Pretty much every meal involves rice by default. Chicken, fish, and eggs are common on menus, but vegetarians shouldn’t have much trouble locating delicious tempeh. The fermented soy protein is sometimes fried in sambal, an Indonesian chili paste, which can be made with belacan (fermented shrimp paste). Western food of varying quality can also be found at guesthouses and resorts.

Drinking fresh coconuts is a good way to replace electrolytes lost while sweating. Unfortunately, the Derawan Islands suffer from a plastic bottle problem. Take advantage if your hotel or guesthouse offers bottle fill-ups.

Indonesia, Derawan island, East Kalimantan
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Where to Stay

Accommodation is cheapest on Pulau Derawan, the most densely developed of the Derawan Islands. Although Maratua Island is pricier, most visitors agree the beauty is worth paying more.

You’ll find romantic resorts and diving resorts listed on booking sites, but smaller homestays can be found on Derawan and Maratua after arriving. You can potentially save money and enjoy more personal interaction by booking a night or two with an Indonesian family.

Travel tip: "Losmen" and "rumah tamu" are Indonesian words for inn or guesthouse.

Getting There

Unless you’re lucky enough to finagle one of the rare flights into Maratua Island (TRK), you’ll need to take a combination of flights, minibuses, and boats to reach the Derawan Islands. Regional flights and boats are often delayed by weather—keep a flexible itinerary.

Option 1: Fly into Kalimarau Airport (BEJ), 6 miles from Tanjung Redeb in Berau. From there, take a taxi or shared minibus to Tanjung Batu (three hours), and then a boat to Derawan Island or Maratua Island (45 minutes).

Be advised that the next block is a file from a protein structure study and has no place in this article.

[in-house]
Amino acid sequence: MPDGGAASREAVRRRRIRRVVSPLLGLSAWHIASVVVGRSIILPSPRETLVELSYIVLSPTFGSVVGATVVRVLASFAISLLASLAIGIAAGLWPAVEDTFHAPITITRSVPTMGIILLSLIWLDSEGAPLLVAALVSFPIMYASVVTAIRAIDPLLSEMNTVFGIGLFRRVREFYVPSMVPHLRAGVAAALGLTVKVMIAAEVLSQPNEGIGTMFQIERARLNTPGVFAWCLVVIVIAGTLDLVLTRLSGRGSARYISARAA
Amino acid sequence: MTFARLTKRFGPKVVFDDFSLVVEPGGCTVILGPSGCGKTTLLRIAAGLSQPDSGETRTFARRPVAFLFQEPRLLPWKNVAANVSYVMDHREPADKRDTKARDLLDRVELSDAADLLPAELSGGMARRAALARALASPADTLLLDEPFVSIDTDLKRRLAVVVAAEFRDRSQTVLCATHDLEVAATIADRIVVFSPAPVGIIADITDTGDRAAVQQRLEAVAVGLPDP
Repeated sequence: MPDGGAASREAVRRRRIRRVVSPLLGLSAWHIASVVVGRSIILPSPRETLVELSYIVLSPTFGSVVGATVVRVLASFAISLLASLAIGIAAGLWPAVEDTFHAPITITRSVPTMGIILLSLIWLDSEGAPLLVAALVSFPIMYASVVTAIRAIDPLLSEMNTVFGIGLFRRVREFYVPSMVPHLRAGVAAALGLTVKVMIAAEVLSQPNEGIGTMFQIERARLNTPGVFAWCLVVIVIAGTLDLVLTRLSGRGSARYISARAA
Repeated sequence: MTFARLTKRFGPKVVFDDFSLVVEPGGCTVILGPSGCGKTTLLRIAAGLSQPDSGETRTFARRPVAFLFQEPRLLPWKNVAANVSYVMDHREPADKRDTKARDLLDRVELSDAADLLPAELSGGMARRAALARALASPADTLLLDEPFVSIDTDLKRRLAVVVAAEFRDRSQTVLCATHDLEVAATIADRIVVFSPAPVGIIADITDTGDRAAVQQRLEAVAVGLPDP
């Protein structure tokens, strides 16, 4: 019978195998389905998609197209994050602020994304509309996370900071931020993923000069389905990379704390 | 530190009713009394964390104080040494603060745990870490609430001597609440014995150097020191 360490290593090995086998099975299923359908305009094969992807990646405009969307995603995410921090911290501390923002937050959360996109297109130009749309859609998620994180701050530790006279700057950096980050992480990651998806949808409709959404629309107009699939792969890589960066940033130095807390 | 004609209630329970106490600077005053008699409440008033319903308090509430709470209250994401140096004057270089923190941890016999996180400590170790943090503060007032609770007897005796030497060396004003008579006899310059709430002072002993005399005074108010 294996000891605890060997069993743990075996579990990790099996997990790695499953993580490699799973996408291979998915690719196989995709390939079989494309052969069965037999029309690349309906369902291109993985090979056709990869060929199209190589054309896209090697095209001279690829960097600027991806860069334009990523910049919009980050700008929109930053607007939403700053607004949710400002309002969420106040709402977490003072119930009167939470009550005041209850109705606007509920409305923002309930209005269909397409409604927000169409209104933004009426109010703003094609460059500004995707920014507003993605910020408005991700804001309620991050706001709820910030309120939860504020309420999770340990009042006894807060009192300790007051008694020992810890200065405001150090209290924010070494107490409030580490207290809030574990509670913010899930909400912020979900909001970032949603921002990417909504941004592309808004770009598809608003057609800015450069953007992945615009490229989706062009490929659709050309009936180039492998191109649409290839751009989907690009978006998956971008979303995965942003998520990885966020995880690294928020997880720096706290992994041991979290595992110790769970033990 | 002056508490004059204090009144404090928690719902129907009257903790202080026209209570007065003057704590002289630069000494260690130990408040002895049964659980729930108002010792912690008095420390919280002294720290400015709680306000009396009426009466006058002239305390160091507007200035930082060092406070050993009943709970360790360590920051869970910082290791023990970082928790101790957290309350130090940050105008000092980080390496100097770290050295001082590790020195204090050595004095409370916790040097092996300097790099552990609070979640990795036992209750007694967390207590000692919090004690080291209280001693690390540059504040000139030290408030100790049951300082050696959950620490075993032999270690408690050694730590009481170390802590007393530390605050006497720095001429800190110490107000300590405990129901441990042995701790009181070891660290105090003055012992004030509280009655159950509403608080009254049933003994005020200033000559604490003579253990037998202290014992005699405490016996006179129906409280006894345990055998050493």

Option 2: Fly into Tarakan in North Kalimantan (TRK), then take a four-hour boat to Derawan Island. This option cuts out a lot of overland travel and waiting; however, the long boat trip can be expensive and uncomfortable.

Depending on sea conditions, speedboat journeys can be bumpy and wet. Waterproof your passport, phone, and luggage. Take precautions for sea sickness; Dimenhydrinate (branded as Dramamine in the United States) can be found in local pharmacies. For a more natural solution, try sucking on a piece of shaved raw ginger from one of the markets.

Culture and Customs

  • Although you should try to learn a few words of Bahasa Indonesia, not everyone living in the Derawan Islands speaks it. The ethnic Bajau people have their own dialect. On group excursions, friendly travelers from other parts of Indonesia will often volunteer to translate a menu or boatman’s instructions for you. Communication may be more of a challenge in smaller homestays, but that can become a fun learning experience.
  • Domestic travelers in Indonesia usually love to meet international travelers. Don’t be surprised if you’re asked to star in a few group photos together!
  • As elsewhere in Indonesia, cover up when leaving the water. Local dress is conservative, and the equator isn’t far away—your skin will thank you.
  • The home-cooked meals in family homestays are often the most memorable. Eating is done communally at set times. Guests may have the option to use utensils, but locals often eat with their hands. Use only your right hand when eating. To show respect, wait for the eldest person at the table to begin their meal. Trying at least a little of everything is polite, but do your best not to waste any food or sauces.

Money Saving Tips

  • Weekends on the Derawan Islands are a mixed blessing as Indonesian travelers head out to experience the marine life. Snorkeling tours and accommodation are much busier, but you can save a lot of money by teaming up to share boat costs with weekend travelers. Traveling solo on weekdays is the most expensive way to visit the Derawan Islands; you may have to charter an entire boat yourself or wait a long time for other passengers to join.
  • The Derawan Islands get busy during Chinese New Year and on local holidays such as Indonesian Independence Day on August 17. Finding accommodation will be more of a challenge.
  • There is a bank with an ATM on Maratua Island (the BPD Kaltim just north of Maratua Dive Centre), but the ATMs on Derawan Island may be subject to network outages or maintenance problems. Bring enough Indonesian rupiah with you to avoid paying for a boat to the mainland and back just to use an ATM.
  • You can save money by opting to eat away from your guesthouse. Derawan Island is home to plenty of warungs, simple restaurants that serve basic Indonesian dishes.
  • Tipping is not expected while traveling in the Derawan Islands.